You are also wrong about syphoning resources being the core of no man sky,since exploration is that.You search new things,name them,find uses for some of them,explore some of them further,etc.

      As for “theres nothing to do”,not everyone likes exploring.For them,exploration is just finding the next thing they can do something meaningful with.And if they somehow ended up buying this game without knowing that its all about exploration(which is pretty hard to miss and Im baffled how so many people missed it),of course theyll complain that theres nothing to do.

      1. Ninety-Three says:

        Look, when Dear Esther came out, a lot of people said some variation of “You don’t do anything”. Whether or not you think their complaint is accurate or well-stated, surely we all have some understanding of what they mean, right? They want a gamey-game where you push buttons to interact with the world, and a walking simulator ain’t that.

        What do you do in No Man’s Sky? Well you wave your tool at things for resources. You have terrible combat. You convert harvested resources into fuel and upgrades. One of those systems is as engaging as Cookie Clicker, one of those systems is terrible, and one is dependent on the outputs of the others. People are saying there’s nothing to do because they don’t consider the walking simulator part of NMS to being “doing something”, and the mechanics, the prescribed Things To Do, are either terrible or Cookie Clicker.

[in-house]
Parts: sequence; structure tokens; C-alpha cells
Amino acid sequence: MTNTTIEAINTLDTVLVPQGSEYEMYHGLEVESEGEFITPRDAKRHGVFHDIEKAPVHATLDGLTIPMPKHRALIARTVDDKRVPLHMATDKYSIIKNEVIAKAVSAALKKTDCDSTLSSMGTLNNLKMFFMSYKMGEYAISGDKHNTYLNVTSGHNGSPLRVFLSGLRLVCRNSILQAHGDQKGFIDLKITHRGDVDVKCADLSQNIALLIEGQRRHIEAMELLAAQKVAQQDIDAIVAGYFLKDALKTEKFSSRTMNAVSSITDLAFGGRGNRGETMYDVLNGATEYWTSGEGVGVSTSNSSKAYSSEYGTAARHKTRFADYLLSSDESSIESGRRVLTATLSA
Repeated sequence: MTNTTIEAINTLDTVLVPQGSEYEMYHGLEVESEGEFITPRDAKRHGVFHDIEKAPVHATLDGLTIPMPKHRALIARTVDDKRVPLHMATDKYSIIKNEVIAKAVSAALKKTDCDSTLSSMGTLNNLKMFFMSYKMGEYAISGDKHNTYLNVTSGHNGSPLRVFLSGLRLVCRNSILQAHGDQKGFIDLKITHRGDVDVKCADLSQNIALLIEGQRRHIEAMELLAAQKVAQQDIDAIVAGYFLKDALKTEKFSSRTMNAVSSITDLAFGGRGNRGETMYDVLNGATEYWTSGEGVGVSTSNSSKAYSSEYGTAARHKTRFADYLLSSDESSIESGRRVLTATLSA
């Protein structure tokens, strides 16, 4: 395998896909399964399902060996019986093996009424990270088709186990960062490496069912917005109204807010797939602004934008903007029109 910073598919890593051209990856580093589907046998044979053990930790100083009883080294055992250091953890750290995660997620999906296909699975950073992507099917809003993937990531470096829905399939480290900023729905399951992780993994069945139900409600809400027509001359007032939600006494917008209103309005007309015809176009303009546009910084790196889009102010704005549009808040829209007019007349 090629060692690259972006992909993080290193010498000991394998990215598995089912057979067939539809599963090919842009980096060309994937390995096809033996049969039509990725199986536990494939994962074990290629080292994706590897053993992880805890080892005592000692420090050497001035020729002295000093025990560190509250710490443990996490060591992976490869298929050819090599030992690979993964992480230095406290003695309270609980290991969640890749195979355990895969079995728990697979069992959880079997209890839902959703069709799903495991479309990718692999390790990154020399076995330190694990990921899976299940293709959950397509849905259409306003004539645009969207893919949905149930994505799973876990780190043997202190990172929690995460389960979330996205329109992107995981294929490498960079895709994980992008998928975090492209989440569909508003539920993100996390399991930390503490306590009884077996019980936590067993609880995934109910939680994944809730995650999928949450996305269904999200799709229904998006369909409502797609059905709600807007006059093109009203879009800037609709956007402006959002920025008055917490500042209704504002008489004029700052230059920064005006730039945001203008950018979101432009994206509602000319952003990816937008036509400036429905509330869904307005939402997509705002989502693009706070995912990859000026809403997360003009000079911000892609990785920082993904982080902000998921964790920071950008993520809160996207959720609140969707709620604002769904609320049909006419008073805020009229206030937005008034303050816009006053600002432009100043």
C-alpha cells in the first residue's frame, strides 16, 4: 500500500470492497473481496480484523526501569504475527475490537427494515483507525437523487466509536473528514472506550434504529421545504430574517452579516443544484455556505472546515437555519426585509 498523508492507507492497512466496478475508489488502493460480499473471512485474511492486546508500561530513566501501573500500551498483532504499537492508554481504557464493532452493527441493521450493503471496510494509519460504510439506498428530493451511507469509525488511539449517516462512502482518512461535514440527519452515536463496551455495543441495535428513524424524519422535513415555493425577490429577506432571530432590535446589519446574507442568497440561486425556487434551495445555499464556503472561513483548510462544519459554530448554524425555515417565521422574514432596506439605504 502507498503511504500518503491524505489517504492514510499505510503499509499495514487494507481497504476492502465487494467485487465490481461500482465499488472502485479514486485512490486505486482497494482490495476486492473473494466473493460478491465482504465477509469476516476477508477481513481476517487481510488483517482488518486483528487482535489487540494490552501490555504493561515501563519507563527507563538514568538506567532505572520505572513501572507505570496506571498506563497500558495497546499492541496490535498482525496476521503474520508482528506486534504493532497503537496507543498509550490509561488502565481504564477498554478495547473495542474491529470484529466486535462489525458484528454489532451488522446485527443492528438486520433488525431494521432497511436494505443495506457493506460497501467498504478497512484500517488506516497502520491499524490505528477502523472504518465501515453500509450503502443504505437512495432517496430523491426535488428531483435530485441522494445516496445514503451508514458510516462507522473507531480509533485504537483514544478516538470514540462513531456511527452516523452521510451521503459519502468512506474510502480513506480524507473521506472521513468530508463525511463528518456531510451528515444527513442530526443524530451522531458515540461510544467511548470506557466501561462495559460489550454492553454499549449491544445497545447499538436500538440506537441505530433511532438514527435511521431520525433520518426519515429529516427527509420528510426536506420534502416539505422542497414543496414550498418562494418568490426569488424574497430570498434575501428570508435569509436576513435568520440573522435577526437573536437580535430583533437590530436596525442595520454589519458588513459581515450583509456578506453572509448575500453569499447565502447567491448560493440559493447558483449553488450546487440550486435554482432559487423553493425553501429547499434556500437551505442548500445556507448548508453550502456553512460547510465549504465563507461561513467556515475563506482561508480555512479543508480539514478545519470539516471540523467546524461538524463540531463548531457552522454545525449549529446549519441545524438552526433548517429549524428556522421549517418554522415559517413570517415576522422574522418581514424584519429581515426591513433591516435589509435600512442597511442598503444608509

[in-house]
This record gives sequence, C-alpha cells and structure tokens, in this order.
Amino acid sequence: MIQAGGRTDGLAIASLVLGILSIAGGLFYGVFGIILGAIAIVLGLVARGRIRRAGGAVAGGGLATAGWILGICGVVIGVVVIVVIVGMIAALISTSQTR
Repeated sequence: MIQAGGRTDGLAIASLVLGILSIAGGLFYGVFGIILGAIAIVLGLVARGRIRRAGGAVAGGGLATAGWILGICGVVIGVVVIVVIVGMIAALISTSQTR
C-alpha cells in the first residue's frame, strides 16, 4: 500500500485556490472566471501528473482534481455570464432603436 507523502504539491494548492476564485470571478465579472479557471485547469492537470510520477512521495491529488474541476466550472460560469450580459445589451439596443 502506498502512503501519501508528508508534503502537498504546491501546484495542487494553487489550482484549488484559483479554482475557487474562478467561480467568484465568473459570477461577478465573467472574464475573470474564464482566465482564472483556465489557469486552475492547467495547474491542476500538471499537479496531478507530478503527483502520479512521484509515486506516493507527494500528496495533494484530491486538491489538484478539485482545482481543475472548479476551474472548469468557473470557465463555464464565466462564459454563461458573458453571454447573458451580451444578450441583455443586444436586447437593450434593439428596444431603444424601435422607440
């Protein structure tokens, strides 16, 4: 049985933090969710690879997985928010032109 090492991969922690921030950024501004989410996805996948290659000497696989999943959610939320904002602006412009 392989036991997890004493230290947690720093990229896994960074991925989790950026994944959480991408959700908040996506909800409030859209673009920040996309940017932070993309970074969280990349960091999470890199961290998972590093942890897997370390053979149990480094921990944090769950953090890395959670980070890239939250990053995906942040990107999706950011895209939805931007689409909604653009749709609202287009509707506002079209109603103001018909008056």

1. ehlijen says:

          I think a big part of the issue is the procedural generation in No Man’s Sky.

          In other walking simulators, the player knows this world was deliberately made to be explored. The implicit promise is therefore that there is something to discover.

          In NMS, the player is told that everything is procedurally generated. There is no implicit promise that there are any secrets to unveil. You go places, you look at them, and the game doesn’t care(?).

          Is there an ingame university that accepts data you collect? Can you sell mining rights to space stations? Can you make a scrap book out of in game photos? (I haven’t played it so I don’t know, but from all I hear these aren’t the case)